When it comes to understanding, context is everything. We take what we already know and apply it to the things we don’t using our past experiences, logic, and even our worldview. We add up the clues one by one and come up with a conclusion that makes sense to us. But the Bible says in 1 Corinthians 13:12 that now we “see through a glass darkly.” We don’t always have all the info. Not only that, but our personal experiences can’t always help us understand the new things we encounter. That’s exactly what happened to me this week. God showed me a Bible verse that I had all wrong and a lesson about why Proverbs 3:5 tells us to “lean not on your own understanding.”
The Bible Verse in Question
“that you may be sons of your Father in heaven; for He makes His sun rise on the evil and on the good, and sends rain on the just and on the unjust.”Matthew 5:45
This is the verse I thought of this week when I was leaving for school in the pouring rain. The next day, God brought it to my memory again just before I read my morning Bible passage. And, then it was right there in black and white. Since it was the third time I had encountered the verse in twenty-four hours, I was curious enough to look it up in the Bible commentaries. Needless to say, I was surprised to see that I had been using it all wrong.
Context Clues & Personal Experiences
As an English teacher, I’m very familiar with using context clues to understand what I’m reading. In this case, it seemed like a clear case of contrast. “God makes the sun rise on the evil and the good.” Obviously this means that God provides good things to everyone whether they are His children or not. The next part, I thought, must be the opposite. God also sends the annoying-get-your-shoes-wet-while-you’re-trying-to-go-to-work rain on people no matter their level of righteousness. That’s the way I always used the verse. I thought it meant that unfortunate situations happen sometimes in our fallen world. Both believers and unbelievers just have to deal with them.
See, I’m a city slicker with little use for the wet stuff beyond enjoying the quiet patter on a Saturday afternoon when I don’t have anywhere else to be. My fruits and vegetables all come from the produce section of the grocery store, so the connection between rain being a good thing that helps the crops grow (hello?) escaped me for the moment. See, this verse isn’t about contrast at all. This is a form of repetition for emphasis. God gives good things to people no matter if they are good or bad. It’s just an extension of His goodness. Therefore, the commentaries suggest, as His children, we, too, are to be indiscriminately good whether people are good to us or not.
Lean Not on Your Own Understanding
Of course, when I read the true meaning of the verse, I was more than a little embarrassed at my error. I thought I knew exactly what the verse meant, but I was way off. On hindsight, I see that my first-world suburban idea of rain was narrow-minded and naïve. Not only that, but my reading experiences with context clues didn’t take into account the Jewish technique of saying something twice for emphasis. I didn’t have all the information I needed to correctly assess the meaning of the verse, and my personal experiences didn’t help me at all.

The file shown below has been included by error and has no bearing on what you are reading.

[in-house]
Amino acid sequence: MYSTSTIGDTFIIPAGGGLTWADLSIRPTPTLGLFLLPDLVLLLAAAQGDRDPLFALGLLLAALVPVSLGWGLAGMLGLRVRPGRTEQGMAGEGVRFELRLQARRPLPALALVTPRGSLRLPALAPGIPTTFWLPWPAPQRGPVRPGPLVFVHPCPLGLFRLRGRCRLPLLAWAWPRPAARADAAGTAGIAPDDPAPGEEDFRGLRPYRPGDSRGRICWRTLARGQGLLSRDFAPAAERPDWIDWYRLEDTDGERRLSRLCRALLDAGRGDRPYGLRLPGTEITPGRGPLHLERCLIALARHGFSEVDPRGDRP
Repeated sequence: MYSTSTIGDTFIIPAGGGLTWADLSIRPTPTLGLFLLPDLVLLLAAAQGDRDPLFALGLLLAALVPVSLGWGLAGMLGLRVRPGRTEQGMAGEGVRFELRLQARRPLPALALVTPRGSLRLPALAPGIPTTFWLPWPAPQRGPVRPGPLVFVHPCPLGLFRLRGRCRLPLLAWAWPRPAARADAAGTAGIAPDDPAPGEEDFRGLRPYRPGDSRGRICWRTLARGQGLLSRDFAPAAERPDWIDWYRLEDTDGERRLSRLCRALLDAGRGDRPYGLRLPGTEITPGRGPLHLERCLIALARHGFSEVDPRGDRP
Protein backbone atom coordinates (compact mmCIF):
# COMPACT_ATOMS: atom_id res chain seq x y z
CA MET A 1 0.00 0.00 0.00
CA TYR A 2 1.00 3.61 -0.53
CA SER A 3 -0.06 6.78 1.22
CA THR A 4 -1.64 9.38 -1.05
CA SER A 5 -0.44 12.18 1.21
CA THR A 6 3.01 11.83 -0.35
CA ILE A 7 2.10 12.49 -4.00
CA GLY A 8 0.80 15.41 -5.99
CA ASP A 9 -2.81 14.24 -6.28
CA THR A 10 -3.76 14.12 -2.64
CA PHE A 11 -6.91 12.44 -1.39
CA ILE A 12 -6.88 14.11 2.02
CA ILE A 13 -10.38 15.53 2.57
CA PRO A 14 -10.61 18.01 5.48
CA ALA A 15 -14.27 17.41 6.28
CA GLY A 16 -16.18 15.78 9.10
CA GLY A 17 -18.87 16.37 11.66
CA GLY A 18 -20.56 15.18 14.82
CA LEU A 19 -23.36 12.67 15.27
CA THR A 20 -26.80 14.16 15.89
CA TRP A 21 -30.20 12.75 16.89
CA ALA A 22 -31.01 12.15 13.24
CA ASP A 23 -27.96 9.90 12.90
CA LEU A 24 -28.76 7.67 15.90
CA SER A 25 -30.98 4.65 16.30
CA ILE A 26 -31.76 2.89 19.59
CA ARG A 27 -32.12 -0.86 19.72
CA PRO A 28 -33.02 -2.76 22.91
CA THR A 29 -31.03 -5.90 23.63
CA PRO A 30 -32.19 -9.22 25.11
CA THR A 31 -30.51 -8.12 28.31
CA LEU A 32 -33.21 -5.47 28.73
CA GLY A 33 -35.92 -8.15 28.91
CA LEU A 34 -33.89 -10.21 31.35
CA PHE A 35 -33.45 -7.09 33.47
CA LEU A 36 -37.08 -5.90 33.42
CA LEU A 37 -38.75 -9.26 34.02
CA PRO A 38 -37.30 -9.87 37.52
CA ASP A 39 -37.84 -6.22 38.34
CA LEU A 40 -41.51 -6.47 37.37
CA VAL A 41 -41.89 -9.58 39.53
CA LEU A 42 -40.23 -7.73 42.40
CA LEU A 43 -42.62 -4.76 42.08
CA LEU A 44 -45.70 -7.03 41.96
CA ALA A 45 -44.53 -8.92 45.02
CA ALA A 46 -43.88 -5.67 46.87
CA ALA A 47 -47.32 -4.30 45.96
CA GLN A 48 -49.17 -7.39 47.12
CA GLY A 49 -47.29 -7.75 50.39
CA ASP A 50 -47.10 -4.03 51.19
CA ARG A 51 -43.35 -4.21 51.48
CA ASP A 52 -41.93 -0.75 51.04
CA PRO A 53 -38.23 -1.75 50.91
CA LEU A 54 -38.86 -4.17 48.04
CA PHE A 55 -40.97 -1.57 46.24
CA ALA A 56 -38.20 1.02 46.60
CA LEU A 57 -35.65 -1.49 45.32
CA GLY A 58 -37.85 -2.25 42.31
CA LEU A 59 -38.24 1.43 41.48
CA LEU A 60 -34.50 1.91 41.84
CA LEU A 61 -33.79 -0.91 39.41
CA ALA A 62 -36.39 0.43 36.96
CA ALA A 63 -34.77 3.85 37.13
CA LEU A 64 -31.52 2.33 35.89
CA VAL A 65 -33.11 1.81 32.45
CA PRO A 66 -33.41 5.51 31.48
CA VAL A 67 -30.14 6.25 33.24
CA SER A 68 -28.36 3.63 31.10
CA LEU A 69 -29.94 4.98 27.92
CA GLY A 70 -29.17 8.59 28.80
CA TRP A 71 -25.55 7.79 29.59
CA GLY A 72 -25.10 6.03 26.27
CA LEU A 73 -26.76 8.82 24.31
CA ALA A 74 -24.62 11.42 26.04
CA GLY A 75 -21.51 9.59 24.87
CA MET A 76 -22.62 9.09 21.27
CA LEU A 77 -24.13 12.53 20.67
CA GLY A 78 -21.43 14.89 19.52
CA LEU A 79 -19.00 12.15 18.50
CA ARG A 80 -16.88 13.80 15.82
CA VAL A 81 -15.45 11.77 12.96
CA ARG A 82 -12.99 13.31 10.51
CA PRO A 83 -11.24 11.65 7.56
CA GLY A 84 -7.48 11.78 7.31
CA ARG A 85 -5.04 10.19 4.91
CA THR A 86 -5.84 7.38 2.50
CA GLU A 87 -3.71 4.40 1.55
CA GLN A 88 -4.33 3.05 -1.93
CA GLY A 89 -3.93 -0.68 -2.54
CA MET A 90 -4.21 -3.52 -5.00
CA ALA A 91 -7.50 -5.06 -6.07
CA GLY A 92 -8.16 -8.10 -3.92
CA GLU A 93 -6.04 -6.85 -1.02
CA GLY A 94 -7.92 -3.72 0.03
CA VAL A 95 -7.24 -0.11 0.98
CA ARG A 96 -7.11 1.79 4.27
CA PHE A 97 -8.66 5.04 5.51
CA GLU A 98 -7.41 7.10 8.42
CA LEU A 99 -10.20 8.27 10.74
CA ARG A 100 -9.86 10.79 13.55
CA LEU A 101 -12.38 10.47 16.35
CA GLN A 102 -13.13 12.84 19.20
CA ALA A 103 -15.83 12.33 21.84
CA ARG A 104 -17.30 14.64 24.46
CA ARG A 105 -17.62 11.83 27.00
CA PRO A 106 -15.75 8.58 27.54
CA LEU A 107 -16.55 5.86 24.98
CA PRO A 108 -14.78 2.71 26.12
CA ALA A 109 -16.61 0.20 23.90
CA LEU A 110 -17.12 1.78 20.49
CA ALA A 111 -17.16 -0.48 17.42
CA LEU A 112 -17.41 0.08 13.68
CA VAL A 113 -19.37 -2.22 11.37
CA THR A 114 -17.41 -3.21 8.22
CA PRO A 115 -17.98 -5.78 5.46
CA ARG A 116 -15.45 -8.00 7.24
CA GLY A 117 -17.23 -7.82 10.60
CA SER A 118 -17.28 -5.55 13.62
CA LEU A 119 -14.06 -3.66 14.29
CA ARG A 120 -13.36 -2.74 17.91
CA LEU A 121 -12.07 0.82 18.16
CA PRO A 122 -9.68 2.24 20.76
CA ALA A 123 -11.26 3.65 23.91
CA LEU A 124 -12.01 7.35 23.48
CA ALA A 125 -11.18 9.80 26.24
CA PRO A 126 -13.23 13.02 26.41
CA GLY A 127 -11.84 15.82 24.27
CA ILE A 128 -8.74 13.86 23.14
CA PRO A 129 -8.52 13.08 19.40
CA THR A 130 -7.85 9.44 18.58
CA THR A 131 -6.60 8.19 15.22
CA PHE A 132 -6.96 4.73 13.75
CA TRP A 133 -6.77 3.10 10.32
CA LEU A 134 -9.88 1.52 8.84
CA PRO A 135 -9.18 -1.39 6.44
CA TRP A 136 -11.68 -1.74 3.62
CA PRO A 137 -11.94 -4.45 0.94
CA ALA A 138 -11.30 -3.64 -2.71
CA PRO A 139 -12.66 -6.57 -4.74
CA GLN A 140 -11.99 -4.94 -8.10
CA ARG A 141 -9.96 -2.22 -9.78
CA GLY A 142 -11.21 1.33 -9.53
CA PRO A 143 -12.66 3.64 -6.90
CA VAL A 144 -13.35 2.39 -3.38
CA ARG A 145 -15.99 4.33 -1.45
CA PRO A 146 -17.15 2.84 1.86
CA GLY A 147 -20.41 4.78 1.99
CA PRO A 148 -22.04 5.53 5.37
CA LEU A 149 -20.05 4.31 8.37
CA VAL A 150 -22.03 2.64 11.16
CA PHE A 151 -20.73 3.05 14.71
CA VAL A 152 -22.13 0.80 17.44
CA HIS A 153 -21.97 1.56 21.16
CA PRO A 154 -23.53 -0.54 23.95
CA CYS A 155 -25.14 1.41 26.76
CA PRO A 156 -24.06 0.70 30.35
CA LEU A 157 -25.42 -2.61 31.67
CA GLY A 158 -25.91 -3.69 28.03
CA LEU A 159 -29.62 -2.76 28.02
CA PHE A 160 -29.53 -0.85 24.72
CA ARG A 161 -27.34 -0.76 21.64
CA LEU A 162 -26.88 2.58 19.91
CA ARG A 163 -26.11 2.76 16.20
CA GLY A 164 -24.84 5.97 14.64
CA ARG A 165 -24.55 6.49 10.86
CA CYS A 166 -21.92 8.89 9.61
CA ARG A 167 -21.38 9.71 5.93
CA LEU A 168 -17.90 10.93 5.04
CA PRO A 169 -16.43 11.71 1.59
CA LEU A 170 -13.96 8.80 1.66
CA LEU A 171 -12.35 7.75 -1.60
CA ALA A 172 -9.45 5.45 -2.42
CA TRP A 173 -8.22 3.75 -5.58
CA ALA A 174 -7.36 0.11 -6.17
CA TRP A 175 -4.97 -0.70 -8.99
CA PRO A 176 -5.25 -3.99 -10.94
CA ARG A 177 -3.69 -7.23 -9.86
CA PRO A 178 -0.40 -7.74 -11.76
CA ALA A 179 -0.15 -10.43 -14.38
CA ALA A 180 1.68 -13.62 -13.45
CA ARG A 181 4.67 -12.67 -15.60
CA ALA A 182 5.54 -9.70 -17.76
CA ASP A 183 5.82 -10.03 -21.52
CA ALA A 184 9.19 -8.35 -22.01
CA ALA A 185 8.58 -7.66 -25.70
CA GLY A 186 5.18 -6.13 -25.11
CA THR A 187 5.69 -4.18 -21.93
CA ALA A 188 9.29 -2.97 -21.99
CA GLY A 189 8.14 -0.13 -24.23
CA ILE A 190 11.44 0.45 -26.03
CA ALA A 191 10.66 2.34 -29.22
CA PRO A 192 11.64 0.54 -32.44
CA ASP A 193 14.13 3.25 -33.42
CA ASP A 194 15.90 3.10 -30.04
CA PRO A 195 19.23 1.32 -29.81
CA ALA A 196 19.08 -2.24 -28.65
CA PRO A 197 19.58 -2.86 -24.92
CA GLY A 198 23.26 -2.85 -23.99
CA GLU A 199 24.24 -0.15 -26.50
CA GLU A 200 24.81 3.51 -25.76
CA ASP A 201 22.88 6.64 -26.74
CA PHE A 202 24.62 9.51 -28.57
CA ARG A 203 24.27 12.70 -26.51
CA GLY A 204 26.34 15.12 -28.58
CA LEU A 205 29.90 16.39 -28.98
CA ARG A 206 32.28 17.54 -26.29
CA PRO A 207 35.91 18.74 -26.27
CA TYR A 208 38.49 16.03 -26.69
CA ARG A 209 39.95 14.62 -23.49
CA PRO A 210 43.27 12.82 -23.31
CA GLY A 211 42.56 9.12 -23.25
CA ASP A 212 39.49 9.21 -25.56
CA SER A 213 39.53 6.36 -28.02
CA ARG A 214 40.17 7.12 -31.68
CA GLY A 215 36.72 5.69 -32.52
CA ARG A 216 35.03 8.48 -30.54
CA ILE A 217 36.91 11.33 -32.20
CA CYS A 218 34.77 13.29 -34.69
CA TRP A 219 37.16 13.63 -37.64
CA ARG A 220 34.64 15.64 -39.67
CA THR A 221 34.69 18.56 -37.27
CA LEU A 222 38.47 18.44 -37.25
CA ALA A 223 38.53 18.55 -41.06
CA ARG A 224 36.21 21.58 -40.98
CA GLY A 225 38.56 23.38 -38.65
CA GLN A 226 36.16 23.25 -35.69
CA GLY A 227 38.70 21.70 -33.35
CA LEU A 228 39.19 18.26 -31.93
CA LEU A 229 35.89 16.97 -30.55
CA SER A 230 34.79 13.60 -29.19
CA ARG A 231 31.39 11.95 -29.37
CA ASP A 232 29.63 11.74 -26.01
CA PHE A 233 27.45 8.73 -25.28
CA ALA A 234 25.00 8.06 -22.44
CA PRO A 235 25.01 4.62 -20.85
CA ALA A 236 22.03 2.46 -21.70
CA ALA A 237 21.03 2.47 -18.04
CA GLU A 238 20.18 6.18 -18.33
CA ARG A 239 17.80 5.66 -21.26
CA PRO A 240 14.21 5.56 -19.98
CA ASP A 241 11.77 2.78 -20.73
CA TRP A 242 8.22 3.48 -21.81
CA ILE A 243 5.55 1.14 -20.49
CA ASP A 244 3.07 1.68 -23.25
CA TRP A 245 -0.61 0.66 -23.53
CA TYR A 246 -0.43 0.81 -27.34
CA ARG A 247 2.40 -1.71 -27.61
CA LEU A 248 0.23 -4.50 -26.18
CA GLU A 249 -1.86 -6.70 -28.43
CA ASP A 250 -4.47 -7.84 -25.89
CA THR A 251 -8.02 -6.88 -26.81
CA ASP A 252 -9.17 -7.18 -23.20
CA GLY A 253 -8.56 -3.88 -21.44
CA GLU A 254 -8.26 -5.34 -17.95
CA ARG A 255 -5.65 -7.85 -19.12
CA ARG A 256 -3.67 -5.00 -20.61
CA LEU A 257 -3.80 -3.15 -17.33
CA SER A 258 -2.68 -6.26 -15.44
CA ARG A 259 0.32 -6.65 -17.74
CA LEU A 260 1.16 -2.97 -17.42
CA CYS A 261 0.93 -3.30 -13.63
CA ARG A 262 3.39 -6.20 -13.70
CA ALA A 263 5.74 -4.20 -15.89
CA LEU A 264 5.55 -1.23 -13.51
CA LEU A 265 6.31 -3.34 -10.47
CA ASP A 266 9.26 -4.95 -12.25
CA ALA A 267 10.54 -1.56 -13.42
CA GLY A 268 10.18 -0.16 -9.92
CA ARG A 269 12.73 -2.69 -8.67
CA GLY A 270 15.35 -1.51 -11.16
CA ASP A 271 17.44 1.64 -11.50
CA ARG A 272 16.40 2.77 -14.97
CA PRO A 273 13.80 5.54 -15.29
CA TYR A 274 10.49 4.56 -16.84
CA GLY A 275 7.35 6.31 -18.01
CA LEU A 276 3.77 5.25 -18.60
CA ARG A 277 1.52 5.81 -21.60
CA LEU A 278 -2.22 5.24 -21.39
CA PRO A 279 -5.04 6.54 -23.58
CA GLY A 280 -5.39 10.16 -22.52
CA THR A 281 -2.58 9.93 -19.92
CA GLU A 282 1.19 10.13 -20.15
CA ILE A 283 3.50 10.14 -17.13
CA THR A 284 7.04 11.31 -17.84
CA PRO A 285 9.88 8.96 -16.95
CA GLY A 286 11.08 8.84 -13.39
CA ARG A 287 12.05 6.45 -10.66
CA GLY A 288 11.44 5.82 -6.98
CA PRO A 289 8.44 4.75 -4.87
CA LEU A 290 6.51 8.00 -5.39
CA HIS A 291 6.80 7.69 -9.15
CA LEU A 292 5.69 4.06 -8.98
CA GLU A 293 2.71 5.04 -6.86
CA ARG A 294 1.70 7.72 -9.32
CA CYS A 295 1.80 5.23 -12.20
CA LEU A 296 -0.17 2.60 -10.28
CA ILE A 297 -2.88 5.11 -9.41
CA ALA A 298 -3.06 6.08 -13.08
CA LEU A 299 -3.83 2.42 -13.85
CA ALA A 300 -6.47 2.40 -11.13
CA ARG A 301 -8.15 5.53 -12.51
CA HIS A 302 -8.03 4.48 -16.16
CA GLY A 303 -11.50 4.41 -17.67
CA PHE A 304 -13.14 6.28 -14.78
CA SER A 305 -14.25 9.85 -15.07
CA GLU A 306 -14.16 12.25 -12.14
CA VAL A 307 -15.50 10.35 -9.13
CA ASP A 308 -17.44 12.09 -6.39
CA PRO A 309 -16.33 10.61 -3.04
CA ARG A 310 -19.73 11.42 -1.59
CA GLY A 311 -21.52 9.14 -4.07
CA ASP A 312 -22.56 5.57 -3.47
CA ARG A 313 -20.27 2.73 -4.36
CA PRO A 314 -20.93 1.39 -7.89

Now let’s take that to the many situations we encounter in life. Do we always have all the information? No; 1 Corinthians 13:12 is clear on that. Are we always correct in our assumptions based on past experiences? Probably not. That’s a pretty dangerous combination. To me, one of the scariest verses in the whole Bible is Proverbs 16:25. “There is a way that seems right to a man, but its end is the way of death.” The bottom line is that our limited understanding of how things work can lead us astray. Believing what God says in His Word never will.
We Must Live by Faith
We must choose to live by faith and trust in what God says is true even when it contradicts what we think we “know.” For example, it can seem unfair when Christians go through pain and hard times for no apparent reason, but the Bible tells us that God works everything for our good. Prayer can feel futile when things don’t happen on our timetables, but the Bible says God hears our prayers and everything happens in God’s timing. The devil can lie to us and tell us we aren’t important to God or making a difference for His kingdom, but the Bible tells us that we love Him because He first loved us, and when we trust in Him, He will direct our steps.
Isaiah 55:8-9 says, “’For My thoughts are not your thoughts, nor are your ways My ways,’ says the Lord.” That means that situations that make no sense to our minds based on what we already (think we) know may be the very things that God is using for His purpose in His plan. Since this is the case, the only way to be sure we have it right is to trust in the Lord with all our hearts and lean not on our own understanding. We don’t always have to get what’s going on. We just have to say, “God, I choose to believe you do.”
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